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Key features of the MATSYA 6000 submersible:

Depth capability6,000 meters
Operational endurance12 hours
Emergency endurance96 hours
Seabed crawling endurance72 hours
Propulsion systemBattery-powered
Degrees of freedom6

Trials and Certification of MATSYA 6000

The preliminary design of MATSYA 6000, India’s first manned submersible, is complete.

Vehicle realization involves collaboration with organizations like ISRO, IITM, and DRDO.

The submersible will feature a 2.1-meter diameter titanium alloy personnel sphere capable of withstanding 6000 meters of pressure.

Sea trials in shallow water (500 meters) are set for completion by the end of 2022-23, followed by qualification trials by December 2024.

All aspects of the submersible, including system design, functionality, operation concept, safety measures, and emergency protocols, have been reviewed and certified by the International Association of Classification and Certification Society.

MATSYA 6000 becomes India’s first certified manned submersible for depths of 6000 meters, marking a significant milestone in India’s deep-sea exploration capabilities.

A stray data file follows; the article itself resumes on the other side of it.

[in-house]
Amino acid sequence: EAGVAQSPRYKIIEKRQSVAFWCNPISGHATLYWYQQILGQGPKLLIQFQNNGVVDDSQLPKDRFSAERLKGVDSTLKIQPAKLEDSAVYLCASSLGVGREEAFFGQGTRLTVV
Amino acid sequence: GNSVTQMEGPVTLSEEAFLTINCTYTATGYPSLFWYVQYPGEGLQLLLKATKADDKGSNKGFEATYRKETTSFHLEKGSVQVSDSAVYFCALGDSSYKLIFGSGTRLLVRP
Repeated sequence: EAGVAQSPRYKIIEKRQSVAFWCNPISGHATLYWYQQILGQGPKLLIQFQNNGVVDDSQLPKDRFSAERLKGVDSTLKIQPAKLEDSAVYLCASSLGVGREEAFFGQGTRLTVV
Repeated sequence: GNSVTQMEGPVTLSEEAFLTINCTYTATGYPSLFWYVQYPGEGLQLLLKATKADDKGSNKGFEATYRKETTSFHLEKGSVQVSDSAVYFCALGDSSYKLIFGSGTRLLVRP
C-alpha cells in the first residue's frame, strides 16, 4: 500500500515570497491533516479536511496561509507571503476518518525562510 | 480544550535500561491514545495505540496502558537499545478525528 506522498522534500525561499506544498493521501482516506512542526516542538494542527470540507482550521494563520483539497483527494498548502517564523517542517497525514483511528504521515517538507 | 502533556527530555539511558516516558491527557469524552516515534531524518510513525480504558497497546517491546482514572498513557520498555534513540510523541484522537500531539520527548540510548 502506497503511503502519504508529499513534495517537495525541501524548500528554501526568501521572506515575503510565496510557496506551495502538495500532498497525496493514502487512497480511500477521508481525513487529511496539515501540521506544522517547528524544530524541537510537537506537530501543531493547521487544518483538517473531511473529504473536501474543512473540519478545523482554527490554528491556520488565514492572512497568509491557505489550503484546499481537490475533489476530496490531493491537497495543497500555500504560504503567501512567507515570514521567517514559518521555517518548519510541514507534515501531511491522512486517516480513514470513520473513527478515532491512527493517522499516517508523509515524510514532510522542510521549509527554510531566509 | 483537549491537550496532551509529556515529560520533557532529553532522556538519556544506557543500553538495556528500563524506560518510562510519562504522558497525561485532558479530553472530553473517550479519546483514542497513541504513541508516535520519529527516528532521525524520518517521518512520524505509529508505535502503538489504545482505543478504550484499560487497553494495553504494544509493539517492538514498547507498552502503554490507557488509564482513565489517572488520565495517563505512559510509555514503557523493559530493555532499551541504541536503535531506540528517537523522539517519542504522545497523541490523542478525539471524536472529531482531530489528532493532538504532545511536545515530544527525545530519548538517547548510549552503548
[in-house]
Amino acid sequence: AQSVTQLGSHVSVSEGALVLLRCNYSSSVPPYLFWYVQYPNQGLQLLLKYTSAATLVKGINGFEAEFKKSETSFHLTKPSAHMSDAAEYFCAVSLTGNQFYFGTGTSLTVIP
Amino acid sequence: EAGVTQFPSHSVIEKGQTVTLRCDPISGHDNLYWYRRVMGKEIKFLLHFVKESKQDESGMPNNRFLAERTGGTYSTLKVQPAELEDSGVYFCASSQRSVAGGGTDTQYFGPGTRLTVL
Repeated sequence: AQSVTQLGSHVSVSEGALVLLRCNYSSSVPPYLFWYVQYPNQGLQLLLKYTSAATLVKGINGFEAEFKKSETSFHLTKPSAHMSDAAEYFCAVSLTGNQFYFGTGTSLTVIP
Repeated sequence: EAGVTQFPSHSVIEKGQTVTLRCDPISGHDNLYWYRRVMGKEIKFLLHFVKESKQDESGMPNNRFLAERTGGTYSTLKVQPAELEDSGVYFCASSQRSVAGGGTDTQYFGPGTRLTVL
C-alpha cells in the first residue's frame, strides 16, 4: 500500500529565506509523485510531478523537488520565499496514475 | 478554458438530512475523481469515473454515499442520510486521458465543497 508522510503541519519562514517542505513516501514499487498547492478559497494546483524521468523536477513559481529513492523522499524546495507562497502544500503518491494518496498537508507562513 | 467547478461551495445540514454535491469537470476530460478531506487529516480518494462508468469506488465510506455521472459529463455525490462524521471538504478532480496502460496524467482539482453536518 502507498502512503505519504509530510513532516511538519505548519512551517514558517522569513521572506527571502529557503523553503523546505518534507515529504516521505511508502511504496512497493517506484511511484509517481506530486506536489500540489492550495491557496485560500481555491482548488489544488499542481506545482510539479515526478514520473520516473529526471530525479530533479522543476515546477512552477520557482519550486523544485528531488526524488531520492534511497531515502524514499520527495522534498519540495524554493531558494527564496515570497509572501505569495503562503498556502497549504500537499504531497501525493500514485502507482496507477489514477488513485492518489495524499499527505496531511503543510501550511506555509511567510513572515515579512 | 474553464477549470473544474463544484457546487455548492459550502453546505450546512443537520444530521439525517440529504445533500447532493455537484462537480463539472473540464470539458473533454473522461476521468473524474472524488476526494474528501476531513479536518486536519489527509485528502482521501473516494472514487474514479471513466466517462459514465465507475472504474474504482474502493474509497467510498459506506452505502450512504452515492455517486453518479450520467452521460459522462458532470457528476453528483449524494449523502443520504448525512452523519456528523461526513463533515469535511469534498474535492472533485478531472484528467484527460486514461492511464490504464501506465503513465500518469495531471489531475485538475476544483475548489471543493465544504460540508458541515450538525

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Equipped for Exploration

The submersible will be equipped with a suite of sophisticated instruments, including:

  • Autonomous Coring System (ACS)
  • Autonomous Underwater Vehicle (AUV)
  • Deep Sea Mining System (DSM).

These cutting-edge tools are set to facilitate seamless exploration of the enigmatic deep sea.

Exploring Resources: The Focus of the Samudrayaan Mission

The manned submersible vehicle MATSYA 6000, a key component of the Samudrayaan Mission, empowers the Ministry of Earth Sciences (MoES) to delve into the extensive exploration of deep-sea resources.

These include valuable reserves like gas hydrates, polymetallic manganese nodules, hydro-thermal sulfides, nickel and cobalt crusts. These resources are situated at depths ranging from approximately 1000 to 5500 meters.

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Financial Framework